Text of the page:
WEIRD as a Service

Digital fragrance as NFT, a $40 billion Dogecoin market cap, unprecedented stock market speculations... weirdness is no longer feared but leveraged!

The irrational exuberance evoked by Greenspan in the 90s now seems to be on steroids, or even crack: Anil Dash recently reported that back in march, one of the best-selling app on his platform was an app designed to block crazy NFT sellers. Aw, just what on earth is going on here?  

Has the ultra weird become the biggest post-pandemic market?

Living in a world that is more and more like a bad hangover, it was logical that the weird would explode. Not a week goes by without the bizarre at scale invading our screens and our impeded lives. A few months ago, in an interview for the online magazine CTRLZ Mag, Sebastien Liébus, co-founder of the French satirical news site Le Gorafi said: "Since 2020, we have the impression that the world has become a giant Gorafi (...) We are in a race with reality to succeed in setting new milestones for satire because the ones we used to use have been taken over by reality."

Certainly, there were disconcerting warning signs: the asymmetrical jeans, the “Cheaters” edition of Monopoly and the explosive eccentricity of Maria Pasenau, the absurd Mona Lisa duck, the dirty rotten flowers to declare one's non-love, the synthetic diamonds made from the ashes of a dearly deceased loved one, or even customized potatoes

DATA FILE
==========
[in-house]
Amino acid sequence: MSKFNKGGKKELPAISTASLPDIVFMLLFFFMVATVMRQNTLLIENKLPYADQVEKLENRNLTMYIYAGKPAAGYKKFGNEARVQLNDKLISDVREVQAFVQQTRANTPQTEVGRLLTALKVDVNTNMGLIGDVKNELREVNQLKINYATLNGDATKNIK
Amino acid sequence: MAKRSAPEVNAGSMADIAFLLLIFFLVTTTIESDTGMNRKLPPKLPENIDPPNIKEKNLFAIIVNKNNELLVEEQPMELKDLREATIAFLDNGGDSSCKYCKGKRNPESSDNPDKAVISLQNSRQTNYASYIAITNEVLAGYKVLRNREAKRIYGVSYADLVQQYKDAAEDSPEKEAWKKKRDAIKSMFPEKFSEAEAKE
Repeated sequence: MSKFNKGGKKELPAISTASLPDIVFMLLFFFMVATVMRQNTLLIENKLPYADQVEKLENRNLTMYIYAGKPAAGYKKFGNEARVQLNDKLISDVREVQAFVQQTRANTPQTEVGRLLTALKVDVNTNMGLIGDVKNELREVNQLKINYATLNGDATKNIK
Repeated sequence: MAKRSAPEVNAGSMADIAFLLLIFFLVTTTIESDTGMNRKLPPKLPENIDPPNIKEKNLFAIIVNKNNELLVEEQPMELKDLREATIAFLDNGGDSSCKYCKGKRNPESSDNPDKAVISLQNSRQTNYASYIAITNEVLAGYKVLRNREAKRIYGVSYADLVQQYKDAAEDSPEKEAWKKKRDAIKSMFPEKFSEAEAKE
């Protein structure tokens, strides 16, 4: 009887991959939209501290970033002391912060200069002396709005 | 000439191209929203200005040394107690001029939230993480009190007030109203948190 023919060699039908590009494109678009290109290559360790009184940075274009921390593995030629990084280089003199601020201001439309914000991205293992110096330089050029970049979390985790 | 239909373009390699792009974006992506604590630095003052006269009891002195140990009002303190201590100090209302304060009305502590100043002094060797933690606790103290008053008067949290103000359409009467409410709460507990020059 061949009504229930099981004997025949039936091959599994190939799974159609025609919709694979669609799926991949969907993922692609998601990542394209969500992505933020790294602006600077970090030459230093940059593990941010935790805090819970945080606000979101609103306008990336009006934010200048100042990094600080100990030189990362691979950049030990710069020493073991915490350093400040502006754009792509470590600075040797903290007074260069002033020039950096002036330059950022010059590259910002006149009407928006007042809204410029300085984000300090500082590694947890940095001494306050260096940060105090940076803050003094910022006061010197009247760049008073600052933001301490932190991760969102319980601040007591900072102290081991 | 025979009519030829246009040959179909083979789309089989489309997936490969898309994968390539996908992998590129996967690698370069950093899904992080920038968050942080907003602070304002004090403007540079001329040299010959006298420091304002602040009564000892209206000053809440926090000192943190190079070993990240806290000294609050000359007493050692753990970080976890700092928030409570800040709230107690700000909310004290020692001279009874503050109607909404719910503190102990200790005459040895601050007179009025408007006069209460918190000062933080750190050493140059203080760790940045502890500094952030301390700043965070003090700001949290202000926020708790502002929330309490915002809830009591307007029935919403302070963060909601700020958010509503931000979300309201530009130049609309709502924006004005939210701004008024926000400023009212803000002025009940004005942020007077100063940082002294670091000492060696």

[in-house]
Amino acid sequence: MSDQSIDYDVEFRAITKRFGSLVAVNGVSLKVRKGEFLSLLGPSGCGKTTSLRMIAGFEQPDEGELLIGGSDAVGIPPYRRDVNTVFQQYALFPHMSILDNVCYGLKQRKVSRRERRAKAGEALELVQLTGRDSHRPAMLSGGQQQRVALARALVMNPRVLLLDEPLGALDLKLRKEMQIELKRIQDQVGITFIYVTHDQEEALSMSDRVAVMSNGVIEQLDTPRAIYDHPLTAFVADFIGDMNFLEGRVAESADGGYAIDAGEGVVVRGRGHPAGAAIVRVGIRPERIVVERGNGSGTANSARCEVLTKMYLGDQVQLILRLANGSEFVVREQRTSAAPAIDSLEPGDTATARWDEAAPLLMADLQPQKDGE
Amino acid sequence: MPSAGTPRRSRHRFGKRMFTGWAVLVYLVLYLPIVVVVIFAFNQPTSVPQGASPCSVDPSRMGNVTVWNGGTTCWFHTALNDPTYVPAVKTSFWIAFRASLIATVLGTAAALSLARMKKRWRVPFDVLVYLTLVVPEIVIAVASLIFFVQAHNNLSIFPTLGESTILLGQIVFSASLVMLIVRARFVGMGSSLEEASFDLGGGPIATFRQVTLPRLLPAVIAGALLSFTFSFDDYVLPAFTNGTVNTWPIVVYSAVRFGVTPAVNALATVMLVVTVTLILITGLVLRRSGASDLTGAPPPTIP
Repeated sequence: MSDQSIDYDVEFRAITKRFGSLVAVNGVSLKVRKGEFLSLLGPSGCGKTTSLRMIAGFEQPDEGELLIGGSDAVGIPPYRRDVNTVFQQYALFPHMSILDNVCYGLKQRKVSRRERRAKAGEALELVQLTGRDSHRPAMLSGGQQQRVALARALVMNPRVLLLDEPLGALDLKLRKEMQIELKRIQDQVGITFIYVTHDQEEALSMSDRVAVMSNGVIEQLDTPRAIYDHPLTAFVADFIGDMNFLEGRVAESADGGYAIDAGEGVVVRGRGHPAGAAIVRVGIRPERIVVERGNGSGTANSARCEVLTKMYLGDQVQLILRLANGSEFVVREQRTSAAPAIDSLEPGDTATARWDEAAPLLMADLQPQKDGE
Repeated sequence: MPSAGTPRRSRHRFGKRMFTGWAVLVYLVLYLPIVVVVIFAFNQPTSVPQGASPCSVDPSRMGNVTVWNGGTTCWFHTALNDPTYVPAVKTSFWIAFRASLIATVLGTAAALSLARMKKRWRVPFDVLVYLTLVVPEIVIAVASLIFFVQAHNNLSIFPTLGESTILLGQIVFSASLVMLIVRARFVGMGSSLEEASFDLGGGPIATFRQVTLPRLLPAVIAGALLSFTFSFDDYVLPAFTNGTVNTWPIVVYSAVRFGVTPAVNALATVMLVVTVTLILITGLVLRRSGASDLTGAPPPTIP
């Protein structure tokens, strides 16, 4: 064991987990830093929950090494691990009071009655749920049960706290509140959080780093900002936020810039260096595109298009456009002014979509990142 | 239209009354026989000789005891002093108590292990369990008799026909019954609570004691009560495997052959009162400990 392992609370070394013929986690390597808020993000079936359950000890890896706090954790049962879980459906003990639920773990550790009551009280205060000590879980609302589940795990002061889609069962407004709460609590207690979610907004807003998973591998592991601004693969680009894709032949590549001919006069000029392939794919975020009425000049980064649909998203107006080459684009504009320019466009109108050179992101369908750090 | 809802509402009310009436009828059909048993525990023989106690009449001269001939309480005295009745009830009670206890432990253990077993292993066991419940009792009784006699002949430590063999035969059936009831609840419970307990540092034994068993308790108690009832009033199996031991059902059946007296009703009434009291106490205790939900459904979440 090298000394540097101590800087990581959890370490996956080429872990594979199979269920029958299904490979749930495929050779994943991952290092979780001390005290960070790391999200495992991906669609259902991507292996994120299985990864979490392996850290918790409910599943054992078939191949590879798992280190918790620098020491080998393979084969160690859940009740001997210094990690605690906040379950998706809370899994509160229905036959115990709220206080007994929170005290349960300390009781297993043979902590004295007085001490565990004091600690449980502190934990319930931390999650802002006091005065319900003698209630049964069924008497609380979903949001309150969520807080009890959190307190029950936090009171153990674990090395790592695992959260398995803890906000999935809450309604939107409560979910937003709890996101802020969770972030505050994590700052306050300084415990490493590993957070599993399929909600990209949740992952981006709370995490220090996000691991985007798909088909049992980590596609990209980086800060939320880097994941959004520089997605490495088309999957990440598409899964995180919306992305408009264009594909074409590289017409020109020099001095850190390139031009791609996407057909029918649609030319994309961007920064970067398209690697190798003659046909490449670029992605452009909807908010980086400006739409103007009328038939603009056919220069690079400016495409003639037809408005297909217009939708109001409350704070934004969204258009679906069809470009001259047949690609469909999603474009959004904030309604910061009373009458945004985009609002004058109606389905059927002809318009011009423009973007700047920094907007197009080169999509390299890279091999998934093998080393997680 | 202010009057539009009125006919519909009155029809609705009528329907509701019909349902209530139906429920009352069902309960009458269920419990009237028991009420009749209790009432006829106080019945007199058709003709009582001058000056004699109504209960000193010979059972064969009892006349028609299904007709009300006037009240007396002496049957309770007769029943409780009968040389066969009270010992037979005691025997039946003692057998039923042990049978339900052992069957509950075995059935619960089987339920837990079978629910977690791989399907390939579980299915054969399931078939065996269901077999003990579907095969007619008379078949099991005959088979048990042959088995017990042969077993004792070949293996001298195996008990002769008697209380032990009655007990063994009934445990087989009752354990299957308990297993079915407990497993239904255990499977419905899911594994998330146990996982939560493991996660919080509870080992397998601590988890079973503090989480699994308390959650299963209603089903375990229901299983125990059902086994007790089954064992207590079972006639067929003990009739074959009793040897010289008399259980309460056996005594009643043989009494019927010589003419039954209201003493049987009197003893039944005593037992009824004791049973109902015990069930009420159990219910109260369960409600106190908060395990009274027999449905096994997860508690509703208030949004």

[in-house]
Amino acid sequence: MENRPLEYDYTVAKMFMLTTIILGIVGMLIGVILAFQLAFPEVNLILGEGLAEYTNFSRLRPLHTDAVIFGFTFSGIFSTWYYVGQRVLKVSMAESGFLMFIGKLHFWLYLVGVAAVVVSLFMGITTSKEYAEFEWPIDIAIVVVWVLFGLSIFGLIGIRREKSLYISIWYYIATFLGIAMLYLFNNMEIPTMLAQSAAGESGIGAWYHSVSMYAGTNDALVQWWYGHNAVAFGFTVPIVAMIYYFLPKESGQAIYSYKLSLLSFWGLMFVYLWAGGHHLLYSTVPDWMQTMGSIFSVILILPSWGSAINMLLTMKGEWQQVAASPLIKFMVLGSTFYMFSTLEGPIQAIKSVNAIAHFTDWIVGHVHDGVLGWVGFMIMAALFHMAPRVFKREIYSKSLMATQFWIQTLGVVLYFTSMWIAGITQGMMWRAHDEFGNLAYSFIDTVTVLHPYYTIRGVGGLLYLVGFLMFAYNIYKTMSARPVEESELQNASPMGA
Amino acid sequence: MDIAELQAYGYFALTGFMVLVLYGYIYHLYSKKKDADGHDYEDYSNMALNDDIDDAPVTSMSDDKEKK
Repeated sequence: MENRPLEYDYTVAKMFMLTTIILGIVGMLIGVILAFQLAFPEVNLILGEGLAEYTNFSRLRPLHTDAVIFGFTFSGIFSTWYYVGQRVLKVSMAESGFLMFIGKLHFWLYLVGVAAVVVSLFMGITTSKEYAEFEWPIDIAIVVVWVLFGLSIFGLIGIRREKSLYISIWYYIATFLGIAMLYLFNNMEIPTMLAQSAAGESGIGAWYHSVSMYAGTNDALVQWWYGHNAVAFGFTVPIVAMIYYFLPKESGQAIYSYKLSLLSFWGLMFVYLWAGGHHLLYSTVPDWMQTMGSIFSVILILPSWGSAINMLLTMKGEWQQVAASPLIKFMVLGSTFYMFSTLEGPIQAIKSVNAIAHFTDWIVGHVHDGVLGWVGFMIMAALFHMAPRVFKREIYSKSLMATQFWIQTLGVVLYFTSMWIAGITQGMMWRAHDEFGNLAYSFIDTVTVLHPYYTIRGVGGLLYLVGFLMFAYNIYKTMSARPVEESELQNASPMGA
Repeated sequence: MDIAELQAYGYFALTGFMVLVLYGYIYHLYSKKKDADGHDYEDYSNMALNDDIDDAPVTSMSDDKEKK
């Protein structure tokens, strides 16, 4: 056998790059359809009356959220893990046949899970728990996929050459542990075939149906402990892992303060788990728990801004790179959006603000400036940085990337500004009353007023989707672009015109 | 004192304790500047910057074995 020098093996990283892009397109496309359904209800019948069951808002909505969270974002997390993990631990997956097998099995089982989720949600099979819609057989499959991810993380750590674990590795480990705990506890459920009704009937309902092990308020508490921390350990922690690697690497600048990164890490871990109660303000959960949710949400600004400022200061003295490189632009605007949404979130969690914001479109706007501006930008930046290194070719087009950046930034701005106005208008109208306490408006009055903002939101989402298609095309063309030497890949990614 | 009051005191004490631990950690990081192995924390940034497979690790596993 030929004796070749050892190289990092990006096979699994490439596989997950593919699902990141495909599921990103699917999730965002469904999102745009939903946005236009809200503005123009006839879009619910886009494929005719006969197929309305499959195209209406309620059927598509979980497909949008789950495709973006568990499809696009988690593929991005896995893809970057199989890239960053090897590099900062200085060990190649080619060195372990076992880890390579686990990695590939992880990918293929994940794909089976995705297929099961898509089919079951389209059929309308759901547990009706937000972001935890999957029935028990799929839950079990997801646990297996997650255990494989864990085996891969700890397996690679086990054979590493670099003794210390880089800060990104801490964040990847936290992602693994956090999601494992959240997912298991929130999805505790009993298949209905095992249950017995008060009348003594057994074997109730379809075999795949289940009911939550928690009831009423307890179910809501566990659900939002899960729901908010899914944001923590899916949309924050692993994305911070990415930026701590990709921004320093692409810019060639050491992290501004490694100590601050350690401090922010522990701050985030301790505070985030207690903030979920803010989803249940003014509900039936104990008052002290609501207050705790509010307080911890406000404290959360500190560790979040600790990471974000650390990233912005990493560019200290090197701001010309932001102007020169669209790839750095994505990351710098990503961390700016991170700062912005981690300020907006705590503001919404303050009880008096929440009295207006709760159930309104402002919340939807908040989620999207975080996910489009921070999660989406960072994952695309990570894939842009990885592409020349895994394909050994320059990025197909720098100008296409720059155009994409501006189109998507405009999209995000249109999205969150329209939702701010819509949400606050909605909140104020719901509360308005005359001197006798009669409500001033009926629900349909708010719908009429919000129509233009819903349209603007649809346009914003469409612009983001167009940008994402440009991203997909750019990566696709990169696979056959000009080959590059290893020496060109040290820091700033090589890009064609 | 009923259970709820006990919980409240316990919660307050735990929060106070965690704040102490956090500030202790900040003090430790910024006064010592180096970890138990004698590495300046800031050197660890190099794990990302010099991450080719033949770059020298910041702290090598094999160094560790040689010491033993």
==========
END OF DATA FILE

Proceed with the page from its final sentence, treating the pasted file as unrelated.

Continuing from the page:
We felt that society was just waiting for COVID to shift... But for the past few months, the inflation of the Super Weird seems to be out of control. If you are not convinced, take a look at these. In the span of a few months we have had an inflation of weirdness (beware, this is not a parody):

Long story short, in 2021, Alice's Mad Hatter took over the world. He puts out WEIRD without paying attention to any logic.

The revenge of the inner Punks

Historians warned us that great periods of pandemics shift conventions. In the medieval period,  Poulaines, these strange long-pointed shoes, came into fashion following violent and deadly episodes of plague. A coincidence? Not exactly. 

"Poulaines stand out even more because medieval fashion was often governed by clean lines and a practical chaste minimalism," says fashion history expert Rebecca Shawcross. (Poulaines also marked a rare period in history when men's fashion outshone women's in terms of sheer frills, according to Jackie Keily, curator at the London Museum). Perhaps the best explanation for this puzzling flamboyance is that the shoes appeared shortly after the Black Death killed 30 to 60 percent of the European population. "It may have been a reaction to a kind of austerity," explains Jackie Keily. "The plague left a landscape with a lot of people who had lost close family members, a generation of mourning. Suddenly, there were less people who had more money to spend on clothes." So, Poulaines may have been a kind of business therapy for dealing with the surprise loss of 25 million people. Keily refers to other fashion trends that followed mass casualties, such as the conspicuous designs that emerged in the 1950s and 1960s following World War II.